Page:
Sci-fi thriller ‘Ex Machina’ isn’t as smart as it pretends to be

Ava contemplates existence (and the perks of a detachable face).

Three stars

Ex Machina Domhnall Gleeson, Oscar Isaac, Alicia Vikander. Directed by Alex Garland. Rated R. Opens Friday.

Alan Turing, the subject of last year’s Oscar-winning biopic The Imitation Game, proposed what would come to be known as the Turing Test: a practical means of determining whether a machine can be said to think. His idea was for the tester to converse electronically with a human being and a computer program; if the computer is misidentified as human, it passes the test. To date, no program has even come close.

The human characters in Ex Machina talk a lot about the Turing Test, but Alex Garland’s directorial debut (his screenplays include 28 Days Later and Never Let Me Go) has something significantly different in mind. Invited to spend a week at the futuristic, secluded estate of his employer, a dot-com genius named Nathan (Oscar Isaac), coder Caleb (Domhnall Gleeson) is stunned to learn that Nathan has succeeded in creating an intelligent humanoid robot—a comely female whom he’s named Ava (Alicia Vikander). Even though Caleb can see that Ava, whose limbs are transparent and stuffed with wiring, is a machine, Nathan wants him to conduct a version of the Turing Test with her, to determine whether she can truly pass for human. Over a series of mysterious power outages that disable Nathan’s cameras, however, Ava gradually reveals to Caleb that everything in this techno-paradise isn’t as it appears—and that she has feelings for him.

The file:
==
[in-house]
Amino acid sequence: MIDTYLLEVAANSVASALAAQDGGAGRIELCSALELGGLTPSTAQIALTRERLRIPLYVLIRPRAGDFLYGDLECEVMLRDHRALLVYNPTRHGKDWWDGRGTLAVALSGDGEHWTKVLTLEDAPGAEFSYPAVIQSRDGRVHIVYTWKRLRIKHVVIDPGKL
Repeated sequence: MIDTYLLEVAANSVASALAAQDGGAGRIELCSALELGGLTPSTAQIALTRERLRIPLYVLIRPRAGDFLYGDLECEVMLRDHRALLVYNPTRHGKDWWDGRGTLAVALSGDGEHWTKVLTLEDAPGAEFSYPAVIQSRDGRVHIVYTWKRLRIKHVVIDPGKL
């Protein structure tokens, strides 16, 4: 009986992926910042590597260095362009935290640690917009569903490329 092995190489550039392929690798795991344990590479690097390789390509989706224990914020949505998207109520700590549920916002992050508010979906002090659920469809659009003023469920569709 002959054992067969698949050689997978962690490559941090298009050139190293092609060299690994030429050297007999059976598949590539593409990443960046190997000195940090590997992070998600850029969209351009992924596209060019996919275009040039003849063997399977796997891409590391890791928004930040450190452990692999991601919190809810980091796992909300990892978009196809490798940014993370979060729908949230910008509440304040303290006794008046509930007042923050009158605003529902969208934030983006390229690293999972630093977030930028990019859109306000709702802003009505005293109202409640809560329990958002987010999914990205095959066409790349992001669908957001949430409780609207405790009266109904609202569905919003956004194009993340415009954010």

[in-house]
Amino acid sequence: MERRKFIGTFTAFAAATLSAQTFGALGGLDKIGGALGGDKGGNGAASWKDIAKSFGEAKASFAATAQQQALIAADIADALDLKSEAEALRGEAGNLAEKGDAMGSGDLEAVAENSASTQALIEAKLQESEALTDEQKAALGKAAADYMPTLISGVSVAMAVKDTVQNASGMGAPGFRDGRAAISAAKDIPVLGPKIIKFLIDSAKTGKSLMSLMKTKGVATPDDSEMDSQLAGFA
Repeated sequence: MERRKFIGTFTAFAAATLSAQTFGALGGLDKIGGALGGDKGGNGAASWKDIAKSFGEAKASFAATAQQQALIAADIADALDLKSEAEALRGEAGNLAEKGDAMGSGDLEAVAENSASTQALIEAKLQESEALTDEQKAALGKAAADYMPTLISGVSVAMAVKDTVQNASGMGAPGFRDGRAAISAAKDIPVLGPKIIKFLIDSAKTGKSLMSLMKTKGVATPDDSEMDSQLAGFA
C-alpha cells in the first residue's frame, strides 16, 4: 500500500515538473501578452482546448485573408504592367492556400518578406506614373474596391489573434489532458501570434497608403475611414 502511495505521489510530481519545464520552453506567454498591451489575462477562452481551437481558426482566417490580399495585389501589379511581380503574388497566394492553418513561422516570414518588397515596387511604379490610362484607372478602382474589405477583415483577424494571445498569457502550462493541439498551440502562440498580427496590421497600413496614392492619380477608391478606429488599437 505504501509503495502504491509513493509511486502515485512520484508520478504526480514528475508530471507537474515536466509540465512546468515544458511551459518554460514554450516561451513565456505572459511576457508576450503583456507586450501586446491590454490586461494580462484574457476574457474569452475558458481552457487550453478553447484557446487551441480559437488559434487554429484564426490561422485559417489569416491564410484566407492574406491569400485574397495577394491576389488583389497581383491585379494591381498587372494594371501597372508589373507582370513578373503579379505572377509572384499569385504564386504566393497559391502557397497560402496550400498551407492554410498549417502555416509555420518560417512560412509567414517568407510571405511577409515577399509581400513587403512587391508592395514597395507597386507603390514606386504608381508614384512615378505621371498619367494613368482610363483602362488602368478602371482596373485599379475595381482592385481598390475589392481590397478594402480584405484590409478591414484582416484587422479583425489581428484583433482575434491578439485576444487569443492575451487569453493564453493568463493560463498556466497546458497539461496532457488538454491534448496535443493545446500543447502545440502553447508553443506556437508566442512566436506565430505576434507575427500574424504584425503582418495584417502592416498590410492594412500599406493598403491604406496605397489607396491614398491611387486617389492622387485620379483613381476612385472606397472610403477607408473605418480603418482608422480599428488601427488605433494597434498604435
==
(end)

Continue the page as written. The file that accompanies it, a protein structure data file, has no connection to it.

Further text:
Shot on a relatively low budget, given its premise, Ex Machina mostly sticks to the spare rooms of Nathan’s home/laboratory, and its three lead actors are pretty much the whole show. Gleeson (Frank), whose father is the far more charismatic Brendan Gleeson, seems to be making a career out of bland guilelessness, but Vikander makes Ava suitably ambiguous, and Isaac has fun with the surprisingly un-nerdy Nathan, who comes across more like a fitness instructor than a mad scientist. The movie’s biggest problem is that its basic premise—the modified Turing Test that Nathan has Caleb conduct—doesn’t make any sense, especially in conjunction with some fairly obvious secrets lurking elsewhere in the compound. Consequently, it’s too easy to guess where the story is probably headed, because that’s the only direction that would satisfactorily explain Caleb’s presence. Garland throws in some red herrings, and he delivers a nicely chilling finale, but Ex Machina isn’t as smart as it pretends to be. It fails the test.

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